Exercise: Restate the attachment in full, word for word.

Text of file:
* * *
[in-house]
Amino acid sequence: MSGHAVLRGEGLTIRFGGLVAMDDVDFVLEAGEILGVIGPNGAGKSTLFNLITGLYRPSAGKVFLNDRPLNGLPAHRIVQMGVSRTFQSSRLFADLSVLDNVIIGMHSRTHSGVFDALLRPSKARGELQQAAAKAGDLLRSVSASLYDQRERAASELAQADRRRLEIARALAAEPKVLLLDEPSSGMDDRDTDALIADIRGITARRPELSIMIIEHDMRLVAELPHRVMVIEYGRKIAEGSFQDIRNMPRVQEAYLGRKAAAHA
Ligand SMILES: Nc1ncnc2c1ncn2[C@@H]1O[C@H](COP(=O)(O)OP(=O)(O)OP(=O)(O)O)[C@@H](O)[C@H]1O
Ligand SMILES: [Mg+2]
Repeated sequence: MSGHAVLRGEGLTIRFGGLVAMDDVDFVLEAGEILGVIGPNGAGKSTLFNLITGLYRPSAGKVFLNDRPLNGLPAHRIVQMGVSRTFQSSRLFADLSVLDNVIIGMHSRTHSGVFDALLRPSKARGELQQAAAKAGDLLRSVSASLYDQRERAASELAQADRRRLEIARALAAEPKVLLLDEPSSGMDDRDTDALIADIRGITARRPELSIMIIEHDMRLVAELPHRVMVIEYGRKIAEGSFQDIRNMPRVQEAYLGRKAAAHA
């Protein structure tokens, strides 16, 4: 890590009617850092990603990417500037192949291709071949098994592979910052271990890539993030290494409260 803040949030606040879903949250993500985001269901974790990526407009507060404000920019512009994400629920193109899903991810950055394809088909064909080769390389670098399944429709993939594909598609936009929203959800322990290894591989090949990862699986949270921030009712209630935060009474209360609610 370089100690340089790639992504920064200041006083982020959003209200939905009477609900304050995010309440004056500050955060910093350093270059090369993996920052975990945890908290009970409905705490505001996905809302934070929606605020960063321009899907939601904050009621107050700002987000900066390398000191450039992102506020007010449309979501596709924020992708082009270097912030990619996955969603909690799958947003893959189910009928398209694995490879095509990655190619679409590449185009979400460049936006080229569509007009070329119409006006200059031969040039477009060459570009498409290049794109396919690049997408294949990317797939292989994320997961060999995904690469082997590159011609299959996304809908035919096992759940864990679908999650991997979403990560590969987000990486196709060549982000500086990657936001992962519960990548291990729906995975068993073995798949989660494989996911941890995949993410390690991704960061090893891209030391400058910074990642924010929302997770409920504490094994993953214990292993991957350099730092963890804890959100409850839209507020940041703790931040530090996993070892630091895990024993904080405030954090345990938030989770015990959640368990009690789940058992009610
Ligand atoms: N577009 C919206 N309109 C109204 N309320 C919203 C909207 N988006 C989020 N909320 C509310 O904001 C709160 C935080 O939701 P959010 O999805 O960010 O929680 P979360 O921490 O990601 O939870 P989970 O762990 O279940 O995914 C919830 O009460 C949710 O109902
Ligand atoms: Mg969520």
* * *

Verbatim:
[in-house]
Amino acid sequence: MSGHAVLRGEGLTIRFGGLVAMDDVDFVLEAGEILGVIGPNGAGKSTLFNLITGLYRPSAGKVFLNDRPLNGLPAHRIVQMGVSRTFQSSRLFADLSVLDNVIIGMHSRTHSGVFDALLRPSKARGELQQAAAKAGDLLRSVSASLYDQRERAASELAQADRRRLEIARALAAEPKVLLLDEPSSGMDDRDTDALIADIRGITARRPELSIMIIEHDMRLVAELPHRVMVIEYGRKIAEGSFQDIRNMPRVQEAYLGRKAAAHA
Ligand SMILES: Nc1ncnc2c1ncn2[C@@H]1O[C@H](COP(=O)(O)OP(=O)(O)OP(=O)(O)O)[C@@H](O)[C@H]1O
Ligand SMILES: [Mg+2]
Repeated sequence: MSGHAVLRGEGLTIRFGGLVAMDDVDFVLEAGEILGVIGPNGAGKSTLFNLITGLYRPSAGKVFLNDRPLNGLPAHRIVQMGVSRTFQSSRLFADLSVLDNVIIGMHSRTHSGVFDALLRPSKARGELQQAAAKAGDLLRSVSASLYDQRERAASELAQADRRRLEIARALAAEPKVLLLDEPSSGMDDRDTDALIADIRGITARRPELSIMIIEHDMRLVAELPHRVMVIEYGRKIAEGSFQDIRNMPRVQEAYLGRKAAAHA
């Protein structure tokens, strides 16, 4: 890590009617850092990603990417500037192949291709071949098994592979910052271990890539993030290494409260 803040949030606040879903949250993500985001269901974790990526407009507060404000920019512009994400629920193109899903991810950055394809088909064909080769390389670098399944429709993939594909598609936009929203959800322990290894591989090949990862699986949270921030009712209630935060009474209360609610 370089100690340089790639992504920064200041006083982020959003209200939905009477609900304050995010309440004056500050955060910093350093270059090369993996920052975990945890908290009970409905705490505001996905809302934070929606605020960063321009899907939601904050009621107050700002987000900066390398000191450039992102506020007010449309979501596709924020992708082009270097912030990619996955969603909690799958947003893959189910009928398209694995490879095509990655190619679409590449185009979400460049936006080229569509007009070329119409006006200059031969040039477009060459570009498409290049794109396919690049997408294949990317797939292989994320997961060999995904690469082997590159011609299959996304809908035919096992759940864990679908999650991997979403990560590969987000990486196709060549982000500086990657936001992962519960990548291990729906995975068993073995798949989660494989996911941890995949993410390690991704960061090893891209030391400058910074990642924010929302997770409920504490094994993953214990292993991957350099730092963890804890959100409850839209507020940041703790931040530090996993070892630091895990024993904080405030954090345990938030989770015990959640368990009690789940058992009610
Ligand atoms: N577009 C919206 N309109 C109204 N309320 C919203 C909207 N988006 C989020 N909320 C509310 O904001 C709160 C935080 O939701 P959010 O999805 O960010 O929680 P979360 O921490 O990601 O939870 P989970 O762990 O279940 O995914 C919830 O009460 C949710 O109902
Ligand atoms: Mg969520």